The National Institutes of Health has awarded 17 grants worth a total of $14.7 million to OMRF. The grants are part of the $10 billion in economic stimulus funds that will be provided for medical research through the American Recovery and Reinvestment Act of 2009.
The grants will fund OMRF research on a wide array of illnesses, including lupus, multiple sclerosis, blood disease and cancer. The funds will be paid out over a two-year period and include three new projects as well as supplements to 14 existing research projects. The awards range from $92,000 to more than $4 million.
“This is a big shot in the arm both to OMRF and Oklahoma’s economy,” said OMRF President Stephen Prescott, M.D. “These projects will not only advance our knowledge of human disease, but they’ll help create jobs and drive economic activity in our state.”
The largest award, a $4.3 million grant, will enable eight scientists led by OMRF’s Patrick Gaffney, M.D., to expand their research in the genetics of lupus. Lupus is a chronic autoimmune disease in which the body’s own defenses, the immune system, turn against itself.
The grant covers two main projects:
- Comparing lupus-associated genes in European-Americans with those of African-Americans, Asians and Hispanics; and
- Examining those genes using cutting-edge sequencing technology to understand how they are linked to lupus.
“In lupus, several genes work together to make the immune system over-reactive,” said Gaffney. “Our goal is to develop a list of high-quality genetic targets, so we can prove they alter the function of genes that regulate immune responses and lead to autoimmune disease.”
In another project, Courtney Gray-McGuire, Ph.D., secured a $2 million award to study the genetics of sarcoidosis, a rare immune disorder. McGuire’s research will focus on African-Americans, who are nine times more likely to suffer from the disease than Americans of European ancestry.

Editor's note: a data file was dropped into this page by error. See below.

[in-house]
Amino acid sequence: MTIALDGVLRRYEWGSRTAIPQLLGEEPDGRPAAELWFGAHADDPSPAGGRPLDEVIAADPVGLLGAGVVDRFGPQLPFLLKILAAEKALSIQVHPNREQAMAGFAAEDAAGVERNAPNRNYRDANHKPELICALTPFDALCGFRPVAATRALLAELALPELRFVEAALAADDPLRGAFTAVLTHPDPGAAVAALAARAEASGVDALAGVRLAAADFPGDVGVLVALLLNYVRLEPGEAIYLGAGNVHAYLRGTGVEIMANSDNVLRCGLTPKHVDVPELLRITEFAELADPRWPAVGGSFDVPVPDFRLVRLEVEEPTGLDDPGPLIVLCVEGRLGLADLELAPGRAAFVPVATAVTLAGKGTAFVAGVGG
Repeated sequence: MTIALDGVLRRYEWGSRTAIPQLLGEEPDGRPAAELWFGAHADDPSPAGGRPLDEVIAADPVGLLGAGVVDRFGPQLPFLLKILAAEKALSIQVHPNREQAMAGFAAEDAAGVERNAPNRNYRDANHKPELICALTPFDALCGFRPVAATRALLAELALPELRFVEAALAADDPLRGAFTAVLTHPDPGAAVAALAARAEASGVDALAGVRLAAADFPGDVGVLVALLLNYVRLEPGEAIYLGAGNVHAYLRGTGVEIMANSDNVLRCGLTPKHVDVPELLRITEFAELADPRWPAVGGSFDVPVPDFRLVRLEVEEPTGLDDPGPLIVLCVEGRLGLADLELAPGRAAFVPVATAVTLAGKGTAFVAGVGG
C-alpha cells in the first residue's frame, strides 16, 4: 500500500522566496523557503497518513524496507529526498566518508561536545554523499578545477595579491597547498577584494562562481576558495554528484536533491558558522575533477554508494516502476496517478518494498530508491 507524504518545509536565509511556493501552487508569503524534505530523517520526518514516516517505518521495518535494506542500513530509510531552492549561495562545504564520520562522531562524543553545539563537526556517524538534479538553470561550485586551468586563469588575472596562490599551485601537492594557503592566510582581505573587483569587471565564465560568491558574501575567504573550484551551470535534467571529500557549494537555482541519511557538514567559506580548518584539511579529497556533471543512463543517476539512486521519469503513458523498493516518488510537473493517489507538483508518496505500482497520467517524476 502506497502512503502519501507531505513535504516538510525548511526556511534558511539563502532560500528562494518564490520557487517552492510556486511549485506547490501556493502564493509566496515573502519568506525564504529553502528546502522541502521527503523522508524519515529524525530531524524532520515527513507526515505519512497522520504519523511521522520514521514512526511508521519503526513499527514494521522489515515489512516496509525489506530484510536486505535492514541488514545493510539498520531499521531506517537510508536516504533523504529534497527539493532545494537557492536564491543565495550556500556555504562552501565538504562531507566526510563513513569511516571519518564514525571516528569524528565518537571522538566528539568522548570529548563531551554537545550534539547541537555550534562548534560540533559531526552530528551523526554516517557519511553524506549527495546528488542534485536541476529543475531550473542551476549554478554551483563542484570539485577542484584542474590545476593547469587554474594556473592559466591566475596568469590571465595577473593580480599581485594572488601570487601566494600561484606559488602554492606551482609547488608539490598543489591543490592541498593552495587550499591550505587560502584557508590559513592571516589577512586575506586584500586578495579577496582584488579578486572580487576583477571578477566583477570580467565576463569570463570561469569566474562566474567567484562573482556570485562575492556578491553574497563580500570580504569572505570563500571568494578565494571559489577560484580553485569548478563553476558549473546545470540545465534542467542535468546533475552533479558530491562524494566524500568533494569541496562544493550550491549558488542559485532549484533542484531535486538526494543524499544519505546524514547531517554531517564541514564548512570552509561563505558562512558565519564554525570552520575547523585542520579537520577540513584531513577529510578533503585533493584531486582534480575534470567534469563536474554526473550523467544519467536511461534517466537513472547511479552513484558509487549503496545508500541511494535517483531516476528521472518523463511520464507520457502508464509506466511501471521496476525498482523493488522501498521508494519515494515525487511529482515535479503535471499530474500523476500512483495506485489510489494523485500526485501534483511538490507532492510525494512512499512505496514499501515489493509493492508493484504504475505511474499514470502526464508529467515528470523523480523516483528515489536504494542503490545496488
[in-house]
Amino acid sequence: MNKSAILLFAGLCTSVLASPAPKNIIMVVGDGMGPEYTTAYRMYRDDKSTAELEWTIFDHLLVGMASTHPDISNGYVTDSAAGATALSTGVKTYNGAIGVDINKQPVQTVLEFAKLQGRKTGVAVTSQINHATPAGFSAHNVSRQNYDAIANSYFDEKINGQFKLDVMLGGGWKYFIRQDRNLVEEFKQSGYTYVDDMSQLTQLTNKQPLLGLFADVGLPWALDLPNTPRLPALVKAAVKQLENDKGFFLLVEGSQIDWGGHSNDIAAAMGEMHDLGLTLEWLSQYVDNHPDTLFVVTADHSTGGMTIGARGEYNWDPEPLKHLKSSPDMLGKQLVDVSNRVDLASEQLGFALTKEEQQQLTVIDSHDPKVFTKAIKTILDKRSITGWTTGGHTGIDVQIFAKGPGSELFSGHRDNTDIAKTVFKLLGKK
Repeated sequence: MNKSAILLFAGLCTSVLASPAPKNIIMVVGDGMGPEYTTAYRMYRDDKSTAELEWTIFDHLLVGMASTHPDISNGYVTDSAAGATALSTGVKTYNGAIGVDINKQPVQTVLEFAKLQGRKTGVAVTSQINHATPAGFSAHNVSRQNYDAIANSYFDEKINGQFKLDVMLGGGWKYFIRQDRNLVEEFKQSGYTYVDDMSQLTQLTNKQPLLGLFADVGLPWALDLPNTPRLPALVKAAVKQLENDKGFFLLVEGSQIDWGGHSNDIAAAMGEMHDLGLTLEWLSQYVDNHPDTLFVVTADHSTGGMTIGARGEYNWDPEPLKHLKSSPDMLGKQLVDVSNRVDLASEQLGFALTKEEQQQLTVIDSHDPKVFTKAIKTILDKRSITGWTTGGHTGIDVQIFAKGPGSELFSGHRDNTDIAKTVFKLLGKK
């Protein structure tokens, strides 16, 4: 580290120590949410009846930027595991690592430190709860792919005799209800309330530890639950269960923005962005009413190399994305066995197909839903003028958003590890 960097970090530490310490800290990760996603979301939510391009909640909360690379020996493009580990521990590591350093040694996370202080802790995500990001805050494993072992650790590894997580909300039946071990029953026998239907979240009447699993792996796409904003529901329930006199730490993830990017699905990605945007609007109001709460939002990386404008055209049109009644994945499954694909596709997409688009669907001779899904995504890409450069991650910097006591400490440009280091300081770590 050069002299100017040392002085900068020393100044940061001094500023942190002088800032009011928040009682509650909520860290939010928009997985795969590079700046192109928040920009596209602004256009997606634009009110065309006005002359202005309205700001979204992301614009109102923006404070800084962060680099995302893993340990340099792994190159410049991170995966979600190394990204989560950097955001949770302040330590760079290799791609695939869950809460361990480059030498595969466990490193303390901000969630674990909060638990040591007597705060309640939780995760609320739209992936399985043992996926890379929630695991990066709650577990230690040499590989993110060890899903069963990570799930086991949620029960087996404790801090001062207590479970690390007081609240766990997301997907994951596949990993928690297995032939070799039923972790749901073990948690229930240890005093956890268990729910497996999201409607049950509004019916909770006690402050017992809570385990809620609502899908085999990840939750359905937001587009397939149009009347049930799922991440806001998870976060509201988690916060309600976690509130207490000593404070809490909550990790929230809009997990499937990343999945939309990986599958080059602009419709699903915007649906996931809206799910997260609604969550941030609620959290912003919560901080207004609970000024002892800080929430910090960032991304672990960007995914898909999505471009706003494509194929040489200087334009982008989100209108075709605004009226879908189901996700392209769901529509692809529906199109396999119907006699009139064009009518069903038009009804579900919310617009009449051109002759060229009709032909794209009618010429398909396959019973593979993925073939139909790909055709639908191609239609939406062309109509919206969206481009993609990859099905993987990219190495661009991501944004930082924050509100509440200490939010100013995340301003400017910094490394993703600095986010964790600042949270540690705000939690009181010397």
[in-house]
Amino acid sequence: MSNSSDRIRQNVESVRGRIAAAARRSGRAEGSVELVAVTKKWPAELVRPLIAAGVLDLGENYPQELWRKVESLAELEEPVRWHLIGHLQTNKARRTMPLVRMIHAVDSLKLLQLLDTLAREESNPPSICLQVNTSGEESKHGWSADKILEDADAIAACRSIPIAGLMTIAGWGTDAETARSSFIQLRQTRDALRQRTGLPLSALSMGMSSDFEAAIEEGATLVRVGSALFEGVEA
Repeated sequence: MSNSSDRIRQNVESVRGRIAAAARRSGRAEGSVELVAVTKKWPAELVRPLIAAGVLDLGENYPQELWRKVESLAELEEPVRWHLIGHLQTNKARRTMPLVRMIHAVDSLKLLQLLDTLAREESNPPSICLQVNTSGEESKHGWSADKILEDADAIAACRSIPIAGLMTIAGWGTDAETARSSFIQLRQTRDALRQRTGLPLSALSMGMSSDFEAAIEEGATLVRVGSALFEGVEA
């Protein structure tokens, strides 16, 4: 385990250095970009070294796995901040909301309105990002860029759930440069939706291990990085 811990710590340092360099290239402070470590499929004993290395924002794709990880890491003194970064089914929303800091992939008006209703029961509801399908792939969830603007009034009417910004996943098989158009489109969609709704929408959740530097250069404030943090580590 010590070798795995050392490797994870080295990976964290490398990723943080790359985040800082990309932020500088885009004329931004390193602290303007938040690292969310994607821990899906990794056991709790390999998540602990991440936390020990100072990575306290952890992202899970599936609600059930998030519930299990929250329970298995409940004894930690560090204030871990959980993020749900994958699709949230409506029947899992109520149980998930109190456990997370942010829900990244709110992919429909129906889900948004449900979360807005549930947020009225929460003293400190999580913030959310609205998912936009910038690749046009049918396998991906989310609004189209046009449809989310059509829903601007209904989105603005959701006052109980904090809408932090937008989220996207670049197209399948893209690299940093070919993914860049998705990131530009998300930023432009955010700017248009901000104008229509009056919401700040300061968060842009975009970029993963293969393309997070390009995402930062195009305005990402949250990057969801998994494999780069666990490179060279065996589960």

Sarcoidosis begins in the immune system, causing lumps called granulomas. If multiple granulomas form in an organ, they can cause the organ to malfunction and, in some cases, fail.
“This grant will allow us to perform large-scale genetic screens,” Gray-McGuire said. “When we figure out the genetics, we hope to use that information to find better treatments for the disease.”
The grants, all of which were awarded on a competitive basis, are among the more than 12,000 awards the National Institutes of Health has made nationwide under the ARRA initiative. OMRF still has applications pending for additional projects.
“Funding for medical research has been at a virtual standstill for the last few years, so it’s been difficult for young researchers to get enough money for new and exciting, large-scale studies,” said Gray-McGuire, who is among 1,800 scientists nationwide who is receiving first-time funding through ARRA.
“These grants won’t completely make up for lost time, but they will allow scientists to get to work on the important business of fighting human disease.”